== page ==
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Featured Viola:
16 1/4  in.

Made: 2011

Body length:
16 1/4 in  / 41.3 cm

String length: 37.0 cm
The first viola made in my Marlborough workshop was this 16 ¼ inch model for Ross Cohen,
violist – Hallé Orchestra, BBC National Orchestra of Wales, Absolute Zero Viola Quartet.


The following is a review which Ross has kindly written about the viola he commissioned:
The 16 ¼ inch is a true middle sized instrument, popular with many players as it offers a good balance of size and timbre.
Any musician using just one instrument for over thirty years would, one would reasonably suppose, be very happy with his instrument. And I certainly was. Indeed, on those occasions when other colleagues had allowed me to try their instruments, I confess to a certain smugness that, more often than not, I preferred my 19th century mongrel to their pedigree models. Of course, it is a very subjective point of view, but it has to be - all musicians have a close bond with their instruments; more than just a bread-and-butter provider, to a professional, instruments are like family.
I have been asked many times by other colleagues, amateurs, students, what to look for when purchasing an instrument. As well as all the other variable factors; tone quality, evenness of sound, resonance, projection, wolf notes, setup, price, investment, in the case of the viola, of course, it is particularly important to get the correct sized model. I found myself advising not to be hasty, try it out, get others to play it, go for an old instrument! And when I’ve seen colleagues trying out a brand new instrument, I’ve heard phrases like ‘It sounds very new’, ‘It needs to be played-in’, ‘It should mellow over the years’. I sort of knew what they were saying, but, you know, I’ve played on some very historic instruments, many have been wonderful, but others, well, they just sounded ‘new’ so to speak.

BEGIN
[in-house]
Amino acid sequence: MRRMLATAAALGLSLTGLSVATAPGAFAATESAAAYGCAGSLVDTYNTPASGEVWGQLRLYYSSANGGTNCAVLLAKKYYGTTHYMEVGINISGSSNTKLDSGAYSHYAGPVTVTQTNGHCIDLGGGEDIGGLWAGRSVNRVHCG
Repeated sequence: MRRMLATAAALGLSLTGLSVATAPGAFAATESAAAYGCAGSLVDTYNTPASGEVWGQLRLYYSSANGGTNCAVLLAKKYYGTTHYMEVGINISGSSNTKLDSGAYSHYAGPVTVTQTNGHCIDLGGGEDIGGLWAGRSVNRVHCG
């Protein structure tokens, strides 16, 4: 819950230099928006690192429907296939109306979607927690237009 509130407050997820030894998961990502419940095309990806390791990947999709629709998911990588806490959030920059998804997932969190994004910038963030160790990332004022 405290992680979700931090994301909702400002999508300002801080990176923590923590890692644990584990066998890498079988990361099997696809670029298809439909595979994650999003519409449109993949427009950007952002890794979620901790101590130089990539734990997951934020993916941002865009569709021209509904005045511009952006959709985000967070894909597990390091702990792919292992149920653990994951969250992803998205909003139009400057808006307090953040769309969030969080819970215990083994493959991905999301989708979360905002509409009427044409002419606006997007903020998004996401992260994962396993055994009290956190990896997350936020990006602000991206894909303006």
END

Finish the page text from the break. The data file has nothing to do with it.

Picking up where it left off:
The truth is there are no absolutes. We all decide what it is that we like in the beguiling viola sound: clarity of tone or mellow richness, both of those or anything in between. The beauty of the viola is that it can be whatever you want it to be: there is no standard size and there is no standard sound.

One fateful day last year, I happened to have a couple of idle hours to spare so I went into the viola room in Cardiff Violins where there must have been at least forty violas on display. I started playing my way through them. Each time I found a model I liked, I put it aside. Then, if I found another I preferred, I would put the previous one away, and so on. I didn’t try them all, some were so brightly coloured or  ‘toffee apple’ glossy that I knew I couldn’t look at them without wearing sunglasses. Others looked lovely but just didn’t cut the mustard in the sound department. Eventually, there was just one instrument remaining: it looked, felt and sounded amazing – but, alas, it was just too small for me. However, I then looked the label, saw David’s signature staring back at me, and realized that I had been playing on a new instrument!
I have long decided that if I try to spend with my head to guide me I’ll either dither for so long that I’ll get piped-at-the-post, never come to any conclusions at all or, if seeking advice from others, get as many differing opinions as the number of people I’m prepared to survey. Hence, without a thought or any reasoning behind my actions I picked up the phone and spoke to David in person.

He came to my house with a viola (in my size) that he’d just completed for another customer. It really was a great instrument. Without any hesitation, and ignoring all the advice I’d ever given to anyone in the past, I declared that I’d like him to make me a viola. A couple of weeks later he showed me a selection of wood, and I spent a highly informative hour learning about the merits and tonal qualities of various pieces of timber. I made my choice.

The viola that David created was (is) everything-and-more that I’d hoped it would be: the tone is full, even, powerful, and effortless. And it looks gorgeous too. I’ve never been gladder that I ignored my own advice!

Ross Cohen, violist – Hallé Orchestra, BBC National Orchestra of Wales, Absolute Zero Viola Quartet.
Photos this page: Ross Cohen
Ross in my workshop with his viola at an early stage of  construction.
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